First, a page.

The degree of modification needed -or sufficient- to claim that exhaustion of rights does not apply is still uncertain: the ECJ confirmed that if the modification amounts to a new reproduction, the exhaustion of rights will not apply (even if the “original” copy is destroyed in the process of making the new copy). This is the case if the physical medium on w [...]
The CJEU’s interpretative work on copyright law issues launched in 2015 with the decision of 15 January in the case of Ryanair Ltd v PR Aviation BV (Case C‑30/14). The Ryanair ruling is the latest stone added to the complex edifice of legal protection of databases in Europe.
PR Aviation operates a website which allows consumers to search through the flight data of low-cost air companies. It obtains the necessary data to respond to an individual query by automated means, inter alia, from a dataset linked to the Ryanair website. Access to Ryanair’s website presupposes that a visitor to the site accepts the application of the air company’s general terms and conditions by ticking a box [...]
The first Danish court decision on blocking an infringing website selling replica products was issued on December 11, 2014. It was the Danish Maritime and Commercial High Court that issued the ruling, which orders Danish Internet Service Providers (ISPs) to block access to the online store, Interior Addict. Interior Addict is a website which illegally distributes replica furniture and lamps in Denmark.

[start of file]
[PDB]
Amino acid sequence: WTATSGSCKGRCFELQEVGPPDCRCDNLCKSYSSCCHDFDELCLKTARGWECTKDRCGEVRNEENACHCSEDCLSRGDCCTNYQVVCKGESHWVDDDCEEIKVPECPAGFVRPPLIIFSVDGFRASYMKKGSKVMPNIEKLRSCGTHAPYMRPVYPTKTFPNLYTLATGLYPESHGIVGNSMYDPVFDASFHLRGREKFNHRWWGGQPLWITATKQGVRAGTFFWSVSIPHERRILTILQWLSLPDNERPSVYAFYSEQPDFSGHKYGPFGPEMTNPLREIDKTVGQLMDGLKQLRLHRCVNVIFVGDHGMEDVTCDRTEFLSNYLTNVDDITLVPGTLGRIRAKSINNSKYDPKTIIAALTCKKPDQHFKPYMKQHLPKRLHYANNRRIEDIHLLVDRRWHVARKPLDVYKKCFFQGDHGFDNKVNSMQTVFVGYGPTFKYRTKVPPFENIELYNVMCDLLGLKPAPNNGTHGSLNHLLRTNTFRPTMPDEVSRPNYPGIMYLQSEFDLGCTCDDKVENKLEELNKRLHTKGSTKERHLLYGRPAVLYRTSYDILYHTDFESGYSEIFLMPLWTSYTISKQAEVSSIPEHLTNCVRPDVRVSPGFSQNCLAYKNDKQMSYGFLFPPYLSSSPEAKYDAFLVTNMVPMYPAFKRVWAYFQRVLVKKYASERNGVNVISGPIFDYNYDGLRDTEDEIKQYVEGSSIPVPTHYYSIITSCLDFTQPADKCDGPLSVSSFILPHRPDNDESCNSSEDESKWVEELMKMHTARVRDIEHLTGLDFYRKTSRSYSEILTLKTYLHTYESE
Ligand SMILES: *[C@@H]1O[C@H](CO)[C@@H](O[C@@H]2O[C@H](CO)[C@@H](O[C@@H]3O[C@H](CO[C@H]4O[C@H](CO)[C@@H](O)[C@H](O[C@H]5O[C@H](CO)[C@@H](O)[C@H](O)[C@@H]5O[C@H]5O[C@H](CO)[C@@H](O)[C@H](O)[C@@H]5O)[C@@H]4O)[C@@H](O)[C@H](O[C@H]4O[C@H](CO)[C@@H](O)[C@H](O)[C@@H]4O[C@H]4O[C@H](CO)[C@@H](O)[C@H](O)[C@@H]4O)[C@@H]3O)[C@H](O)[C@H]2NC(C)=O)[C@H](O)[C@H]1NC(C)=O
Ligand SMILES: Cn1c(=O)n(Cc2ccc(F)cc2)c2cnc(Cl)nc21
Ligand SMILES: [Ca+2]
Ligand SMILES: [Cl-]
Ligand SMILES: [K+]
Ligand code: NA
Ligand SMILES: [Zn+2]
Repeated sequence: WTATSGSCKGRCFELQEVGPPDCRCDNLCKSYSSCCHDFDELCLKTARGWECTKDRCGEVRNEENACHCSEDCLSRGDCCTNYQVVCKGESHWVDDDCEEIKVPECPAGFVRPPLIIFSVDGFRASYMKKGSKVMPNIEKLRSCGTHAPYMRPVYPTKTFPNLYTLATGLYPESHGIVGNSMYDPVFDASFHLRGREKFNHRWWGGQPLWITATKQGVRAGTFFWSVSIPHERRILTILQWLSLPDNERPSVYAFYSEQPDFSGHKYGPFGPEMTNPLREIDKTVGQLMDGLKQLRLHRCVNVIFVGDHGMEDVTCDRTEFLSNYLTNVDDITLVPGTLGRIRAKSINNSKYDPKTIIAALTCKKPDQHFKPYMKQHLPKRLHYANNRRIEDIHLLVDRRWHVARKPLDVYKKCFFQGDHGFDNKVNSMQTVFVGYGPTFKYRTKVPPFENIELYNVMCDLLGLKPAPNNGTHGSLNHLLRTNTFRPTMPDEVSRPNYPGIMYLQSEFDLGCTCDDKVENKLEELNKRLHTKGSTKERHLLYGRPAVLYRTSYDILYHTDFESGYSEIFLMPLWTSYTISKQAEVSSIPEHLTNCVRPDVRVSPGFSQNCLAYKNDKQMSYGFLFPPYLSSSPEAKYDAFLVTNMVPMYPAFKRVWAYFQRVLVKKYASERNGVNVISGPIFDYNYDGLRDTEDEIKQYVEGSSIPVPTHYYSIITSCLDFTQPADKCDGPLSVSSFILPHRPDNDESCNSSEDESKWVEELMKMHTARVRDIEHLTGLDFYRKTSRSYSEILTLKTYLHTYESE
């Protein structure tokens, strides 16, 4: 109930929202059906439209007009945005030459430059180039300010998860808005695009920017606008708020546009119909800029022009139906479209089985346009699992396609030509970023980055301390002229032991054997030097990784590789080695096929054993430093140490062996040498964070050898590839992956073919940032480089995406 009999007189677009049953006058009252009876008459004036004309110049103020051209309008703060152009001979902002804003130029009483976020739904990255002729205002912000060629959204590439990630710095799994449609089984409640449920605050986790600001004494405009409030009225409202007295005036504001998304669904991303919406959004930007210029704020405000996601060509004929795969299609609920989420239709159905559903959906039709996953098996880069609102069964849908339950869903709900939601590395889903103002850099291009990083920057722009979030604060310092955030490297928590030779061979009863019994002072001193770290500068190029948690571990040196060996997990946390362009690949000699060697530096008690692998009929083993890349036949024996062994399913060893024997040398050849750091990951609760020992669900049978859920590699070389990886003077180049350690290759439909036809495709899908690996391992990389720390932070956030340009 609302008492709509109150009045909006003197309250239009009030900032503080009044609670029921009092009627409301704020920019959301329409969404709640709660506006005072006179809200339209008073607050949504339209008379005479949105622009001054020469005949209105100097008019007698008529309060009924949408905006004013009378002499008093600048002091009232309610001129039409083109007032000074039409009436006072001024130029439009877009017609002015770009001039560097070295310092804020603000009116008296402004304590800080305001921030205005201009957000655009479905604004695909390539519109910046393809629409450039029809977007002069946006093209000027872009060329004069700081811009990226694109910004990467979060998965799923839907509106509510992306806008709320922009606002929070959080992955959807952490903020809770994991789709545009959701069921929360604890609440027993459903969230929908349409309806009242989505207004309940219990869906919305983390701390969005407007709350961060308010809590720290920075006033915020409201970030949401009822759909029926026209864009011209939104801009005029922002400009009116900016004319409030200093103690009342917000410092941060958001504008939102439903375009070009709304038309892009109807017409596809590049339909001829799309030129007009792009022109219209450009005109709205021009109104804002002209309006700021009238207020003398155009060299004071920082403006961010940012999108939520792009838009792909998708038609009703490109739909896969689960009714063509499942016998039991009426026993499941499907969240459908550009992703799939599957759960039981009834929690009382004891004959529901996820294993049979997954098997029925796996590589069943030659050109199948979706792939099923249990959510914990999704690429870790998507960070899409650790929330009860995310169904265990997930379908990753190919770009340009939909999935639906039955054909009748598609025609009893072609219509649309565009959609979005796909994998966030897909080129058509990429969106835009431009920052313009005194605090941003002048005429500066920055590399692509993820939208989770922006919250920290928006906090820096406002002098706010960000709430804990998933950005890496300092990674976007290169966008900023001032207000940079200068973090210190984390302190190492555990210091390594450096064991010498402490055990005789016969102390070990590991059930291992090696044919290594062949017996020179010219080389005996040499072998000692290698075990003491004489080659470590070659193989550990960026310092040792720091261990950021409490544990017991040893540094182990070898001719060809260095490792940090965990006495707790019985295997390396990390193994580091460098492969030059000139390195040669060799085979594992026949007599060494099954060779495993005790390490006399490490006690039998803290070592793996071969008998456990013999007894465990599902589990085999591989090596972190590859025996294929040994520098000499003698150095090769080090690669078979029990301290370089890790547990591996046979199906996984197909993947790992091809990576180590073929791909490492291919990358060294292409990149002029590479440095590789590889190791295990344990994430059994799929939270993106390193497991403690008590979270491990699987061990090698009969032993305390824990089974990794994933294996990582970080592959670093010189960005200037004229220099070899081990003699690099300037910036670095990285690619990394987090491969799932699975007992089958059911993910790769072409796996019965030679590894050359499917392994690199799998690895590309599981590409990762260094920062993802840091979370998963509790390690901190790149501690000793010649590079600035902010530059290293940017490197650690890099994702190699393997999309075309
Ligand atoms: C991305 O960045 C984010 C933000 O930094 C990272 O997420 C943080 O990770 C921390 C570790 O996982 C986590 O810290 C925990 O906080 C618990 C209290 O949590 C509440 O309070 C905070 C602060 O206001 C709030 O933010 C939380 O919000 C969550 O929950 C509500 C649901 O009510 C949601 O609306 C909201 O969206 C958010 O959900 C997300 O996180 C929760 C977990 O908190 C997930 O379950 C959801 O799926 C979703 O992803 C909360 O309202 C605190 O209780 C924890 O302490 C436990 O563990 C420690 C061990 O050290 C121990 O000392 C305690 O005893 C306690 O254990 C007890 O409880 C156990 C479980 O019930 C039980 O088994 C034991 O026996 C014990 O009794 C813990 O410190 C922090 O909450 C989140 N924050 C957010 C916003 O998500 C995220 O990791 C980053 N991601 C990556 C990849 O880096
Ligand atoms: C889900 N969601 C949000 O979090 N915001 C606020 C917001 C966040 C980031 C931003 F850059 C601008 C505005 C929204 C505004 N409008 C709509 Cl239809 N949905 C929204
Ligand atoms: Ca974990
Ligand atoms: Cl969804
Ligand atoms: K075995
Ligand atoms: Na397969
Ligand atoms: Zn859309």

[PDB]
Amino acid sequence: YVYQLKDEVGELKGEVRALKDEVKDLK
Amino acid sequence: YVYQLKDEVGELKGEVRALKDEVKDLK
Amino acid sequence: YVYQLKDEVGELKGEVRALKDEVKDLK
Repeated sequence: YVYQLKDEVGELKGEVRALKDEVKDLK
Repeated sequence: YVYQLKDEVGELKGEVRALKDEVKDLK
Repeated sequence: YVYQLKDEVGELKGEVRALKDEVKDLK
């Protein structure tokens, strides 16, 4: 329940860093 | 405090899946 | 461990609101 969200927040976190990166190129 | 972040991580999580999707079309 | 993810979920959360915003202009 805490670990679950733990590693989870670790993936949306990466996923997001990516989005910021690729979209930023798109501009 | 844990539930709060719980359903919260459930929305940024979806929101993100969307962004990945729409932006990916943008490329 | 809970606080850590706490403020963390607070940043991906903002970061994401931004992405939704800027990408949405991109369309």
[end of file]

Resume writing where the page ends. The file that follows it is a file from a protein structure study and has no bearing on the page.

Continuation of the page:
Danish right holders and their local content protection organisation, RettighedsAlliancen, have a long history when it comes to website blocking. Right holders have, since the first blocking ruling in 2006, obtained a number of court rulings requiring Danish ISPs to block access to illegal we [...]
The book “The Variable Scope of the Exclusive Economic Rights in Copyright” recently published in Kluwer’s Information Law Series is the result of my doctoral research (which led to a doctoral dissertation defended at Vrije Universiteit Brussel in 2011). This article provides an overview of the research described in the book, followed by a more detailed description of some of the key subjects covered.
Overview of the Book
Originally, the starting point of the research was the observation that in a digital always “ON” world some acts are protected under copyright, while the same acts are not in the analogue world. Take searching for information as an example: in the analogue w [...]
Article L.321-1 paragraph 2 of the French Intellectual Property Code (‘IPC’) provides that collecting societies are entitled to take legal action to defend the rights for which they are responsible under their articles of association (by-laws). Collecting societies may therefore take legal action to defend their repertoires and those of foreign collecting societies that they manage, whether before the civil courts (Supreme Court, 22 March 1988, 86-11874) or the criminal courts (Supreme Court, 25 October 1988, 86-91720). In its judgment of 13 November 2014 (13-22401), the French Supreme Court answered a very important question: do authors who are members of collecting societies retain the [...]